Embryo vs. Fetus: Differences between Stages Week by Week

  • Medical Author:
    Melissa Conrad Stöppler, MD

    Melissa Conrad Stöppler, MD, is a U.S. board-certified Anatomic Pathologist with subspecialty training in the fields of Experimental and Molecular Pathology. Dr. Stöppler's educational background includes a BA with Highest Distinction from the University of Virginia and an MD from the University of North Carolina. She completed residency training in Anatomic Pathology at Georgetown University followed by subspecialty fellowship training in molecular diagnostics and experimental pathology.

  • Medical Editor: John P. Cunha, DO, FACOEP
    John P. Cunha, DO, FACOEP

    John P. Cunha, DO, FACOEP

    John P. Cunha, DO, is a U.S. board-certified Emergency Medicine Physician. Dr. Cunha's educational background includes a BS in Biology from Rutgers, the State University of New Jersey, and a DO from the Kansas City University of Medicine and Biosciences in Kansas City, MO. He completed residency training in Emergency Medicine at Newark Beth Israel Medical Center in Newark, New Jersey.

Embryo vs. fetus week by week

  • The terms embryo and fetus both refer to the developing baby inside the mother’s womb (uterus).
  • The distinction between embryo and fetus is made based on gestational age.
  • An embryo is the early stage of human development in which organs are critical body structures are formed.
  • An embryo is termed a fetus beginning in the 11th week of pregnancy, which is the 9th week of development after fertilization of the egg.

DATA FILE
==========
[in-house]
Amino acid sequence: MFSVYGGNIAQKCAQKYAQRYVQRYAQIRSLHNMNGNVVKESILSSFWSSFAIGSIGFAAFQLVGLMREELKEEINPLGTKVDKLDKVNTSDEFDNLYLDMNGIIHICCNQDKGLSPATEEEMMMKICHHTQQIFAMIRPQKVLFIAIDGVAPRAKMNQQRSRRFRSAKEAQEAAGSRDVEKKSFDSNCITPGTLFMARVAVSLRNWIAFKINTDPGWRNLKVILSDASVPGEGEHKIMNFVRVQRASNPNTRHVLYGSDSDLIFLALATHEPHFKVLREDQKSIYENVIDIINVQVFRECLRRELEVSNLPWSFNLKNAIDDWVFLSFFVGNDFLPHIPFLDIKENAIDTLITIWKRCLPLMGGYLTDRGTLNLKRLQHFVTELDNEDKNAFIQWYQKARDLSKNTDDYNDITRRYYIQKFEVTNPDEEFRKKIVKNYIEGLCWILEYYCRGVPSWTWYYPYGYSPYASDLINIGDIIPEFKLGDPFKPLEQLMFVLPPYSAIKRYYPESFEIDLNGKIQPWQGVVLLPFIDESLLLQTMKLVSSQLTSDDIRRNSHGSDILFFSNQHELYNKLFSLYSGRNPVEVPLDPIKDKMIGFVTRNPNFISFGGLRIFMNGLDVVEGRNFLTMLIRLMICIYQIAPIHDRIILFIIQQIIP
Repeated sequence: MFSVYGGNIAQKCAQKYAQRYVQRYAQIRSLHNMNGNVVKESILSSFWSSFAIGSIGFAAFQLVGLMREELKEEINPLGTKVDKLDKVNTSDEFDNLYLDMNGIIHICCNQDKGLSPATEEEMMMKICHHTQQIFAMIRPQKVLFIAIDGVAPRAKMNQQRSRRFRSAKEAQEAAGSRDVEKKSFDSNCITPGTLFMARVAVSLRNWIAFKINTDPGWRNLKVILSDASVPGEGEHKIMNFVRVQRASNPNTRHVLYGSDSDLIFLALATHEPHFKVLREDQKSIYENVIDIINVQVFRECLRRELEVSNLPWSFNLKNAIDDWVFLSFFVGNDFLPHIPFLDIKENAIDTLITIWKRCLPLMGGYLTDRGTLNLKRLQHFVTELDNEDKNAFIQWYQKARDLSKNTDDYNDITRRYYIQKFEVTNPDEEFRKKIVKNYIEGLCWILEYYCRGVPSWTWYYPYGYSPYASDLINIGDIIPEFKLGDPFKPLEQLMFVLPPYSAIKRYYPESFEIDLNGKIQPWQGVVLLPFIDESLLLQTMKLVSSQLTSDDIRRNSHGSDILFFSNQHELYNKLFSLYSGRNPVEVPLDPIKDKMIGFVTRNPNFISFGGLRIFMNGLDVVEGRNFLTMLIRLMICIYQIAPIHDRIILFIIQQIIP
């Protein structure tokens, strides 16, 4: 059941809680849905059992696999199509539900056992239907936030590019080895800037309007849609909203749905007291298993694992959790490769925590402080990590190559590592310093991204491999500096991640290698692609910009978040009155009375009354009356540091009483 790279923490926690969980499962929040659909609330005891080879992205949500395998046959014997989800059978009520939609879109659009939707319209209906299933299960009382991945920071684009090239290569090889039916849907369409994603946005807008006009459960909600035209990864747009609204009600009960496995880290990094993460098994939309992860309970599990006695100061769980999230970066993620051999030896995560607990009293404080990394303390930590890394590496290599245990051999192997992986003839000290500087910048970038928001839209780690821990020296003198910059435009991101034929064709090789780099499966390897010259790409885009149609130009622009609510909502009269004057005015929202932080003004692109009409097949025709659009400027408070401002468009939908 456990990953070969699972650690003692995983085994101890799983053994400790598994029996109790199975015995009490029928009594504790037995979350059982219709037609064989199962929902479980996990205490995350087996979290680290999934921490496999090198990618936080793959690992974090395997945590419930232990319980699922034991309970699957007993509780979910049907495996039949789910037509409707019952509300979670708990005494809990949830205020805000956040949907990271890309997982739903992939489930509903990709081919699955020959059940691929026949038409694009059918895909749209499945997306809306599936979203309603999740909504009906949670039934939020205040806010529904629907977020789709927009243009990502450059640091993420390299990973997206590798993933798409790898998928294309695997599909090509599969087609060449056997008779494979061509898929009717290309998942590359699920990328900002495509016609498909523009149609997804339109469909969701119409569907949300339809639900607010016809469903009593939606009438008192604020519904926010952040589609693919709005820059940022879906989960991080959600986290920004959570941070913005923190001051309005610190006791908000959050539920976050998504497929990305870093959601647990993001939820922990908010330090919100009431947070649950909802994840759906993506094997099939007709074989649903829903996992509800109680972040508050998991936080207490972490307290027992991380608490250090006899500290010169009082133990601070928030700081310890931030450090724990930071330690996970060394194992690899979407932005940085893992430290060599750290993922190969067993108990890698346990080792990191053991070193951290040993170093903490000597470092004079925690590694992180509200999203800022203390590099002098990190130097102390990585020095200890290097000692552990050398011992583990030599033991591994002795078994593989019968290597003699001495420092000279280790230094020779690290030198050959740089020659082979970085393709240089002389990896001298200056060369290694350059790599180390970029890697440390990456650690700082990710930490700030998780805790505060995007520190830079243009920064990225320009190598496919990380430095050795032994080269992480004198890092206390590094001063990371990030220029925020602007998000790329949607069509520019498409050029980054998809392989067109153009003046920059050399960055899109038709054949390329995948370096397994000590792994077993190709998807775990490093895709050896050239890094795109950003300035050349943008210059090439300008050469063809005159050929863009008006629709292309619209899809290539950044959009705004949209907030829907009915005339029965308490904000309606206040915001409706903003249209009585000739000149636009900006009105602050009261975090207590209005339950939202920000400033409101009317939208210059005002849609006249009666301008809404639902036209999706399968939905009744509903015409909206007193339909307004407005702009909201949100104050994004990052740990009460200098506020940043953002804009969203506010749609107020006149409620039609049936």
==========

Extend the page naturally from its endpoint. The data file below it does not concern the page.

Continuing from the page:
• A zygote is a single-celled organism resulting from a fertilized egg. The zygote divides to become a ball of cells that eventually implants in the wall of the uterus.
  • This ball of cells, known as a blastocyst, develops into the embryo and placenta.
  • Doctors date pregnancy from the first day of the last menstrual period.

What is an embryo?

Doctors define pregnancy according to the date of a woman’s last menstrual period.

  • The first two weeks of pregnancy are counted as the time prior to ovulation, in which the body is preparing to release an egg.
  • Week #3 begins with release of an egg, or ovulation. If the egg is fertilized by a sperm cell, it is known as a zygote. The zygote divides and becomes a collection of cells known as a blastocyst.
  • In week #4 of pregnancy, the blastocyst implants in the wall of the uterus and develops into the placenta and embryo. The blastocyst is considered an embryo at the point when the amniotic sac develops (by about day 10 to 12 after fertilization, or at the start of week #5 of pregnancy).
  • An embryo represents the early stage of human development, roughly corresponding to the 5th-10th weeks of pregnancy.

What is a fetus?

After the embryonic period has ended at the end of the 10th week of pregnancy, the embryo is now considered a fetus. A fetus is a developing baby beginning in the 11th week of pregnancy.

The developing embryo: Week #4 to Week #11